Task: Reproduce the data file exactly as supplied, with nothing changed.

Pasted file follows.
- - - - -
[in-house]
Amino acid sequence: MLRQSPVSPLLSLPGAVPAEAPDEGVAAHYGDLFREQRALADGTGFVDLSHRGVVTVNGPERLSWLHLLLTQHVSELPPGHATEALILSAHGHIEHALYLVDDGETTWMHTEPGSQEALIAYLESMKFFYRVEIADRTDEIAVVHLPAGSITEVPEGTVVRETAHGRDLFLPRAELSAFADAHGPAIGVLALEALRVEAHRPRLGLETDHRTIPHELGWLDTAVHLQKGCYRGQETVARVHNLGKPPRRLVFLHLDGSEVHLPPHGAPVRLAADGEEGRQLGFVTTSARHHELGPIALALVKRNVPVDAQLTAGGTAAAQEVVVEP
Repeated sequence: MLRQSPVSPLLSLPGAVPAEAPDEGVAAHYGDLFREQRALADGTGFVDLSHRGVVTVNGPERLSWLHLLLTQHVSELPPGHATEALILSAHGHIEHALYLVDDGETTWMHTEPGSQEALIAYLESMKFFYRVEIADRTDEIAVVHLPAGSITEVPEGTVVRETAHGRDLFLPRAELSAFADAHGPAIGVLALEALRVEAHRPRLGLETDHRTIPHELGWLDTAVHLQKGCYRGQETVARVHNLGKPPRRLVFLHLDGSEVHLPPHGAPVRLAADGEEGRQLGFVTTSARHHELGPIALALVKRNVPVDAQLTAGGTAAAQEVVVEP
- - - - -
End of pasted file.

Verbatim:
[in-house]
Amino acid sequence: MLRQSPVSPLLSLPGAVPAEAPDEGVAAHYGDLFREQRALADGTGFVDLSHRGVVTVNGPERLSWLHLLLTQHVSELPPGHATEALILSAHGHIEHALYLVDDGETTWMHTEPGSQEALIAYLESMKFFYRVEIADRTDEIAVVHLPAGSITEVPEGTVVRETAHGRDLFLPRAELSAFADAHGPAIGVLALEALRVEAHRPRLGLETDHRTIPHELGWLDTAVHLQKGCYRGQETVARVHNLGKPPRRLVFLHLDGSEVHLPPHGAPVRLAADGEEGRQLGFVTTSARHHELGPIALALVKRNVPVDAQLTAGGTAAAQEVVVEP
Repeated sequence: MLRQSPVSPLLSLPGAVPAEAPDEGVAAHYGDLFREQRALADGTGFVDLSHRGVVTVNGPERLSWLHLLLTQHVSELPPGHATEALILSAHGHIEHALYLVDDGETTWMHTEPGSQEALIAYLESMKFFYRVEIADRTDEIAVVHLPAGSITEVPEGTVVRETAHGRDLFLPRAELSAFADAHGPAIGVLALEALRVEAHRPRLGLETDHRTIPHELGWLDTAVHLQKGCYRGQETVARVHNLGKPPRRLVFLHLDGSEVHLPPHGAPVRLAADGEEGRQLGFVTTSARHHELGPIALALVKRNVPVDAQLTAGGTAAAQEVVVEP